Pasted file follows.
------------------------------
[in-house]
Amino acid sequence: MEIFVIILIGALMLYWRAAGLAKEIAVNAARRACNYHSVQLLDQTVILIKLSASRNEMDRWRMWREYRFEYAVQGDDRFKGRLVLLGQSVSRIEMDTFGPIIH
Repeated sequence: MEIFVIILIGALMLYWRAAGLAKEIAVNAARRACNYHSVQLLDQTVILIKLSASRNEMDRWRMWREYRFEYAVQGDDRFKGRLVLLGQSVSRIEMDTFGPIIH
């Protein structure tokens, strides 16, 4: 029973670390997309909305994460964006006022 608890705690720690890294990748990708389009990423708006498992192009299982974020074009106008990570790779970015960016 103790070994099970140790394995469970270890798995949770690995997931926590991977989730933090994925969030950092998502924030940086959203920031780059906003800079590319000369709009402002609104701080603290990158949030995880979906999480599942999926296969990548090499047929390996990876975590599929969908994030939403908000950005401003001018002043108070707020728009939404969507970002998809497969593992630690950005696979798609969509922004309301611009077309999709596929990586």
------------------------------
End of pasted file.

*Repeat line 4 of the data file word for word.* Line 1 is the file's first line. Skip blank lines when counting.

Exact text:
């Protein structure tokens, strides 16, 4: 029973670390997309909305994460964006006022 608890705690720690890294990748990708389009990423708006498992192009299982974020074009106008990570790779970015960016 103790070994099970140790394995469970270890798995949770690995997931926590991977989730933090994925969030950092998502924030940086959203920031780059906003800079590319000369709009402002609104701080603290990158949030995880979906999480599942999926296969990548090499047929390996990876975590599929969908994030939403908000950005401003001018002043108070707020728009939404969507970002998809497969593992630690950005696979798609969509922004309301611009077309999709596929990586």